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Criminal Libel - A Critical Analysis Of Criminal Libel

law tort deviance passion

Tort and criminal law: a difference of function. Although a defamatory statement may constitute both a tort and a crime, there are fundamental differences of purpose in the two systems of allocating responsibility. Whether the damage is to the individual's life, limbs, property, or reputation, the law of torts attempts to reduce the cost of injury through placement of liability. It employs deterrence and compensation to promote human dignity by using money damages to discourage the violation of an individual's integrity and to reduce the impact of those injuries that do occur. Tort law's concern with reducing the frequency, extent, and impact of injury results in a reluctance to set standards that, once attained, would cease to apply pressure for improvement. The tort of defamation vindicates a plaintiff's reputation, rebukes and economically penalizes the offenders and thus affects their behavior, and provides compensation for economic and personal loss caused by the defamatory statements.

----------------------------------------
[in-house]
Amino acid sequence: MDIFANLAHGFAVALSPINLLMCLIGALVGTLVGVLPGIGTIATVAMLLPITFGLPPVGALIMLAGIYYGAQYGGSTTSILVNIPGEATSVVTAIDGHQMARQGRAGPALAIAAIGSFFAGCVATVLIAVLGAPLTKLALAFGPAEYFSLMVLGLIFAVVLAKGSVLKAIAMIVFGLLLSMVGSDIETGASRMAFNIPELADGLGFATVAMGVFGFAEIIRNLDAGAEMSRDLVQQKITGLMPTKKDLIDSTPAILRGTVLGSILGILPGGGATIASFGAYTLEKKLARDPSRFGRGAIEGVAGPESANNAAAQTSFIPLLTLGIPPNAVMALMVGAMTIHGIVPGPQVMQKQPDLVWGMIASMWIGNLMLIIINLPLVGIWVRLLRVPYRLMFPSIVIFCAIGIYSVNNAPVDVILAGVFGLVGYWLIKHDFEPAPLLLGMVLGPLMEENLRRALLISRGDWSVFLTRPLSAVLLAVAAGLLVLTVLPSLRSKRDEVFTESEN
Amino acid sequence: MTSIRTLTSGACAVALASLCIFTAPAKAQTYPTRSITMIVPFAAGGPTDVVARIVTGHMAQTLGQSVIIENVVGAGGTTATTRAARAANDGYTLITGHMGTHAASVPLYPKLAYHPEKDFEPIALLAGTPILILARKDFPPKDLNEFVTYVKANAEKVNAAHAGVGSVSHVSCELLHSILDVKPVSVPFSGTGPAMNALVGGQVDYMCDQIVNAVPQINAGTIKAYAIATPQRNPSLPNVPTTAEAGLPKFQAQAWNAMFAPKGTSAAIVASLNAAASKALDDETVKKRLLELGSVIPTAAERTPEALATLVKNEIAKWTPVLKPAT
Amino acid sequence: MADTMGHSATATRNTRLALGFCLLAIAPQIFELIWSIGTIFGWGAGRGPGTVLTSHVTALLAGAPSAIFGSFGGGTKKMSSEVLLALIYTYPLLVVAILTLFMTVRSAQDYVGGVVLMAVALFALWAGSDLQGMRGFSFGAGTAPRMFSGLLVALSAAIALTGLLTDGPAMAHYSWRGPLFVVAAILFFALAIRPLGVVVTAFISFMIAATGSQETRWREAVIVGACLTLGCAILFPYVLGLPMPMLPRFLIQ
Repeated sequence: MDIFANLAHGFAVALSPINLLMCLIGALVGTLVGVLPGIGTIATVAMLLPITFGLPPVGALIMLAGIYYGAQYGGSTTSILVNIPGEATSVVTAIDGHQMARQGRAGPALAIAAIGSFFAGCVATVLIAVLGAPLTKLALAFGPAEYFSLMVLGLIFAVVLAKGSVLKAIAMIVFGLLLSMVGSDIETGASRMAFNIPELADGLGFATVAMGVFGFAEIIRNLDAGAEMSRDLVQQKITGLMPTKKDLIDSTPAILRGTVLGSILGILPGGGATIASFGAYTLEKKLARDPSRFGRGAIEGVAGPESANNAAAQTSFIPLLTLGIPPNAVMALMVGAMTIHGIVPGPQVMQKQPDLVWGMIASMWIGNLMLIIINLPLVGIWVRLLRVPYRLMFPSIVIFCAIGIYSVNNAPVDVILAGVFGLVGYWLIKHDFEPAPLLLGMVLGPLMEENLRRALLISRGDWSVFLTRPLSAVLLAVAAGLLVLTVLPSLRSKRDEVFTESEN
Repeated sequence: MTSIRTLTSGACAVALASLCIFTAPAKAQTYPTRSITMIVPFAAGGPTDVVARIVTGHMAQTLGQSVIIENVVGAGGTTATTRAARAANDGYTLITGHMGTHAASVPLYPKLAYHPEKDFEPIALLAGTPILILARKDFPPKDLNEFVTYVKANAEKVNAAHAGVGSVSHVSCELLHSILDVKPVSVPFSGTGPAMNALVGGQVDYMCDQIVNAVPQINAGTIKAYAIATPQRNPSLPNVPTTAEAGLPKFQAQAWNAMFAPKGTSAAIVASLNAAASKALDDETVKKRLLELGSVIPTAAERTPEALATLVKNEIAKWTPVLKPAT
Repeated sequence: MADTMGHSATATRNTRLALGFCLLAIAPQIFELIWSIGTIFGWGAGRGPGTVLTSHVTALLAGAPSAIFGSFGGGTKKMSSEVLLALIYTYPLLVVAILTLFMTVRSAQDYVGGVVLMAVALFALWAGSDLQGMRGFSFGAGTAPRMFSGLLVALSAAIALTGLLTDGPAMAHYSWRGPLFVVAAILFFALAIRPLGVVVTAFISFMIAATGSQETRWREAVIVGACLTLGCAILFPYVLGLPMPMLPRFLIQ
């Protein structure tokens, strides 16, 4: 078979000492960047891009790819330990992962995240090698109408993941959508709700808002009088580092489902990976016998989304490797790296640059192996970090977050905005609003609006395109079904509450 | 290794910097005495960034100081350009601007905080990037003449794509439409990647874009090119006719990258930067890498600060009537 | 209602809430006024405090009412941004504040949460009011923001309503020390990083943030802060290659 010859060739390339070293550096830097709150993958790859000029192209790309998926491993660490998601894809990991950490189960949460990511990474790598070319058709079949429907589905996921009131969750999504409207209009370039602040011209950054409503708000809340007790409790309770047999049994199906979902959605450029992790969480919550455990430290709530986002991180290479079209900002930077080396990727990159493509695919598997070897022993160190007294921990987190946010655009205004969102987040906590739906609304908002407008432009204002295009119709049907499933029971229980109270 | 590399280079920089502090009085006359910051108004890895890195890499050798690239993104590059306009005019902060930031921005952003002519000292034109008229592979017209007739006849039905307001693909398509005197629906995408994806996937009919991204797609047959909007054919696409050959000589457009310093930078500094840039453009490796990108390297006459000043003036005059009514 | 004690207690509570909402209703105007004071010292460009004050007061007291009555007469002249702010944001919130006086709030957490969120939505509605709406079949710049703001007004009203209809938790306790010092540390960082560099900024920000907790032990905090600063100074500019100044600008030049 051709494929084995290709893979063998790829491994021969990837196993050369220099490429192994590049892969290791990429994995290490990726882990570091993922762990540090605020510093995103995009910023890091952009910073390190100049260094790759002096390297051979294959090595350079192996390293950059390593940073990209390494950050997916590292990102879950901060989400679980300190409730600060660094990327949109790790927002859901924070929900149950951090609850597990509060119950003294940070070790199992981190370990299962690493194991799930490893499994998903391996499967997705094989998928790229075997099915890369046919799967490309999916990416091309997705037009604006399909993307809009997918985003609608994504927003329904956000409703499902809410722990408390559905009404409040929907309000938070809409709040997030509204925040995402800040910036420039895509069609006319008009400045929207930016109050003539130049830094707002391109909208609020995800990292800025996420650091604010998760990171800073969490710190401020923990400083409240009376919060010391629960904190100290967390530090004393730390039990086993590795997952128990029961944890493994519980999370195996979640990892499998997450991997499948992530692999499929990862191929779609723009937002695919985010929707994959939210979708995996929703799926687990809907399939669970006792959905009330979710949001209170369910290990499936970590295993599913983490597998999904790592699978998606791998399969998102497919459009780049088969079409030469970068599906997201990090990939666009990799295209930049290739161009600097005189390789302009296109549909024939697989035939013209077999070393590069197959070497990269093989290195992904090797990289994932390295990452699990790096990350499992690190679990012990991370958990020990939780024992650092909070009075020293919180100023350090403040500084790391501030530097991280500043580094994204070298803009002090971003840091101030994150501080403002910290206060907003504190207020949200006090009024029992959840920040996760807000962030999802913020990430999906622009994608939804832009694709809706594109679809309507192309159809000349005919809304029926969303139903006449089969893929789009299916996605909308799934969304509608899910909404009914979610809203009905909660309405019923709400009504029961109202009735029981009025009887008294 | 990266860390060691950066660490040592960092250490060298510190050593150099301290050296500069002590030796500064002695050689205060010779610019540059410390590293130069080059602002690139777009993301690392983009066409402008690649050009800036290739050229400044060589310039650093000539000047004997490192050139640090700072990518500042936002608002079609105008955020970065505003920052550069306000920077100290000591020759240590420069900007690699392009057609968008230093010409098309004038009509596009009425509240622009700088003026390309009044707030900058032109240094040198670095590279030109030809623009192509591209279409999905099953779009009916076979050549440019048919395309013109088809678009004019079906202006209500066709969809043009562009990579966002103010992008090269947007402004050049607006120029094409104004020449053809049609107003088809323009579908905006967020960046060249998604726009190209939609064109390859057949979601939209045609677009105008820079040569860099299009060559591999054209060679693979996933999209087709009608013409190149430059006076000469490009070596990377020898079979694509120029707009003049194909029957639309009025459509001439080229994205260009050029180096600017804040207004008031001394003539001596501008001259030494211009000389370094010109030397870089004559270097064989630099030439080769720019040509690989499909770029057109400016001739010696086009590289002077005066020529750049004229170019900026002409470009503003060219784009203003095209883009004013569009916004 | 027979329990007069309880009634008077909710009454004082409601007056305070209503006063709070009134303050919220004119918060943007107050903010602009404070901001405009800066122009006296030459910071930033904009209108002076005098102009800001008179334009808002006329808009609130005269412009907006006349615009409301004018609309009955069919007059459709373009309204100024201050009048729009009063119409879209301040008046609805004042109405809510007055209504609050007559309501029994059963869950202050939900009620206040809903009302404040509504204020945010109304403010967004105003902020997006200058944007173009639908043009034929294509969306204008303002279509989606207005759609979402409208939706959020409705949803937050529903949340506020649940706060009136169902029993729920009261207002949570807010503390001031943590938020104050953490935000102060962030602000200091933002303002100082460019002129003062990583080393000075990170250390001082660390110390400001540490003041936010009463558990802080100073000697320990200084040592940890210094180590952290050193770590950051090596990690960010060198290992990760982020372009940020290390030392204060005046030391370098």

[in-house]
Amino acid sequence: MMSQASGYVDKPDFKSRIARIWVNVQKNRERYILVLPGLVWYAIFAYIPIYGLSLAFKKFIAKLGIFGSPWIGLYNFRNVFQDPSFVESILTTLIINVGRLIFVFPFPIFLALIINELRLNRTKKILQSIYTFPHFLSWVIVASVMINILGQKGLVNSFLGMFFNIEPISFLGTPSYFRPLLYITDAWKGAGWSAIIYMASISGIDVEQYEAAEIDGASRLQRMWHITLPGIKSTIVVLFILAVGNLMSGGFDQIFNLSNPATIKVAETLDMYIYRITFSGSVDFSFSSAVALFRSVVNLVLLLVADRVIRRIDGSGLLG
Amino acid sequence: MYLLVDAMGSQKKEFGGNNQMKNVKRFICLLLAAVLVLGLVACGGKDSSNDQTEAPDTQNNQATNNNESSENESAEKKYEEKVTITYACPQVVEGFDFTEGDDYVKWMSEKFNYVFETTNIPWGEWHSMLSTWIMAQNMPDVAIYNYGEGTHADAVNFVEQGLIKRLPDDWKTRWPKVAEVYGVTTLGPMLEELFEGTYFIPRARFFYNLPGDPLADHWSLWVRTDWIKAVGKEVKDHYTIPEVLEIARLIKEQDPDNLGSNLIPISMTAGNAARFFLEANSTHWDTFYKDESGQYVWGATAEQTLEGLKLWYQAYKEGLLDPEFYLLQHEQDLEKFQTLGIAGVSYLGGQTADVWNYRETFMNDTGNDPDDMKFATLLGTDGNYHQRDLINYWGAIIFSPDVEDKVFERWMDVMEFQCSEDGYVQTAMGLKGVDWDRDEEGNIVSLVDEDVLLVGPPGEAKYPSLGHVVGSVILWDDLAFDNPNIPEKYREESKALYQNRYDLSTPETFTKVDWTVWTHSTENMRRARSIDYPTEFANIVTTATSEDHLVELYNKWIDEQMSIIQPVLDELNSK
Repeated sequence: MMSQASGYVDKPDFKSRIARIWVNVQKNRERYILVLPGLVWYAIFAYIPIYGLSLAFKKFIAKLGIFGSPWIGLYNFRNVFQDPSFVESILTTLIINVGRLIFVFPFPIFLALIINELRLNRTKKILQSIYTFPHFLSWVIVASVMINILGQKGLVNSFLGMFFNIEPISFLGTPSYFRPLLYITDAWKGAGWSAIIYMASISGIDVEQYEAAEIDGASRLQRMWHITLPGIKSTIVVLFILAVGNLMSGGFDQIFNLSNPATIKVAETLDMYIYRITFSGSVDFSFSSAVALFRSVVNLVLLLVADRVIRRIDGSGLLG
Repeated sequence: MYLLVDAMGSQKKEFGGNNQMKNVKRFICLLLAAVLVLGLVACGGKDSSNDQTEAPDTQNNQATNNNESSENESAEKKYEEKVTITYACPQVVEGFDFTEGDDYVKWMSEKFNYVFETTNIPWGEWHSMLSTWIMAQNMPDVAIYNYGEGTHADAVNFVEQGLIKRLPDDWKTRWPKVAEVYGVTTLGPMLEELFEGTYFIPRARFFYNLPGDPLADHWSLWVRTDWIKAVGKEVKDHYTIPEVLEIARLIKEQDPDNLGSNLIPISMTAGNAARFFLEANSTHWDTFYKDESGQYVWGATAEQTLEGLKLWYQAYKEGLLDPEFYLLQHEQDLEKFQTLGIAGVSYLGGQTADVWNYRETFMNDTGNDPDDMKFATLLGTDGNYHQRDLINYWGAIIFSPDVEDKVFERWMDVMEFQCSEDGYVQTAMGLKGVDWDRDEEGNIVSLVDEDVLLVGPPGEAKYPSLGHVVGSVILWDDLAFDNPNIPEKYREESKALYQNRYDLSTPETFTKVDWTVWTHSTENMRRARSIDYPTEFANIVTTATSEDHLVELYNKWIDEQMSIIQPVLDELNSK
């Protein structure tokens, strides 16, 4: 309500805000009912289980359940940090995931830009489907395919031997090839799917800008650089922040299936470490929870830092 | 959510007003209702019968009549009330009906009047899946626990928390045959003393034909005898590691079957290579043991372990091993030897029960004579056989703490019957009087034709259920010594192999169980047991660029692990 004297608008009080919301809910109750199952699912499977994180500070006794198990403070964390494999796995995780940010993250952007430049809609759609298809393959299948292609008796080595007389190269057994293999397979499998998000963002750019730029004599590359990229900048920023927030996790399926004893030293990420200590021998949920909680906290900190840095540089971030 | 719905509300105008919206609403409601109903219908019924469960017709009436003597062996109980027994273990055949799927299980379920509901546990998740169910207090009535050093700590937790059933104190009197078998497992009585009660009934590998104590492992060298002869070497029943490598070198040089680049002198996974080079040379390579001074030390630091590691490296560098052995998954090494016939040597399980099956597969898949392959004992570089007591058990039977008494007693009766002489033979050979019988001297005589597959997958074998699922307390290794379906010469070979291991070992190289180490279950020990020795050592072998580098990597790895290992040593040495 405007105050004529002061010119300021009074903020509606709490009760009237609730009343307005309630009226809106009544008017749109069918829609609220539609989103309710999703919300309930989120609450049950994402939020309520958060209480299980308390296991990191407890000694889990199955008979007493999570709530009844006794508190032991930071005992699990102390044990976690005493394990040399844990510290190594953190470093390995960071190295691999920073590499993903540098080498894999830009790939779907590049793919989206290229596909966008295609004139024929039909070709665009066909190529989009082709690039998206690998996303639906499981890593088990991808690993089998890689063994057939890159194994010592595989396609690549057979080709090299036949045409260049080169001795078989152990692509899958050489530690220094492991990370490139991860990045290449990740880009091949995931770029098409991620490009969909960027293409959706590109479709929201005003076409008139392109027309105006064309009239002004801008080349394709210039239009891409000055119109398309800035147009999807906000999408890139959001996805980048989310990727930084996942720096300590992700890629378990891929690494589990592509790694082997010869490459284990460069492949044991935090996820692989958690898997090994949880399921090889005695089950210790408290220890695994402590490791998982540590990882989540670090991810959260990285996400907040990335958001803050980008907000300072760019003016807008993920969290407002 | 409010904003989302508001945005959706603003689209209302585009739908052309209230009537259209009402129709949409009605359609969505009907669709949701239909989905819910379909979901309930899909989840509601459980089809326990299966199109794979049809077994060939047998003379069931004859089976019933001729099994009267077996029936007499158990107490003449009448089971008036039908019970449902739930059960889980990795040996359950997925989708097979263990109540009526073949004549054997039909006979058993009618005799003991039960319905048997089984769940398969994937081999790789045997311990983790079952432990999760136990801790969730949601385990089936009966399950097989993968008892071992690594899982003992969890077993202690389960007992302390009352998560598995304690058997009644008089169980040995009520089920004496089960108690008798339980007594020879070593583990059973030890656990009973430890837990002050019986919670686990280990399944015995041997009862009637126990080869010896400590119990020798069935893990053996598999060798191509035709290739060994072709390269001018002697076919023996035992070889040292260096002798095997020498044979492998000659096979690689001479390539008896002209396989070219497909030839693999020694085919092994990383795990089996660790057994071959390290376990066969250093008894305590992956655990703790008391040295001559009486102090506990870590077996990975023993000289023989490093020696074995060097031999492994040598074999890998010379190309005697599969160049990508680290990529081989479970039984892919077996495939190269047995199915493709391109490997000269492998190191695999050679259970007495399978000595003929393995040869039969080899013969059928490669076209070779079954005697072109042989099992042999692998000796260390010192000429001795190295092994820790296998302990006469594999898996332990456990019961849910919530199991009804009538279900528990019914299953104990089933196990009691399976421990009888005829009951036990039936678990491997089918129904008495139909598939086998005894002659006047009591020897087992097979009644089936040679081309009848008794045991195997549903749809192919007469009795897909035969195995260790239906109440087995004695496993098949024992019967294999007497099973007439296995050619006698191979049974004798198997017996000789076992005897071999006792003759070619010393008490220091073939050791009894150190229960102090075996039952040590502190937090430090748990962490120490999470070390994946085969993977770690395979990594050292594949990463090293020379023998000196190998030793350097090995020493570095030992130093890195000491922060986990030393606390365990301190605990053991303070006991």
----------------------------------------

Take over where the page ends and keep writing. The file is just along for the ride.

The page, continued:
Crime, on the other hand, is that deviance which society finds intolerable. Using the criminal process to respond to such behavior channels and reduces the emotive response—the passion—that the deviance engenders in those personally confronted by it. Without a system of criminal law, riot, vigilantism, and vendetta would be the only recourse for controlling deviance. As long as the criminal process retains a sufficient ritual representation of passion, these excesses may be deterred. To aid and restrict this release of passion, criminal law makes violation a moral issue by unifying legal and moral guilt, through use of articulated and knowable standards. Although criminal law serves other purposes as well, the potential for controlling passion often accounts for the choice of criminal, rather than civil, remedies in a given situation. Criminal law, thus, should be reserved for behavior that exceptionally disturbs the community's sense of security.

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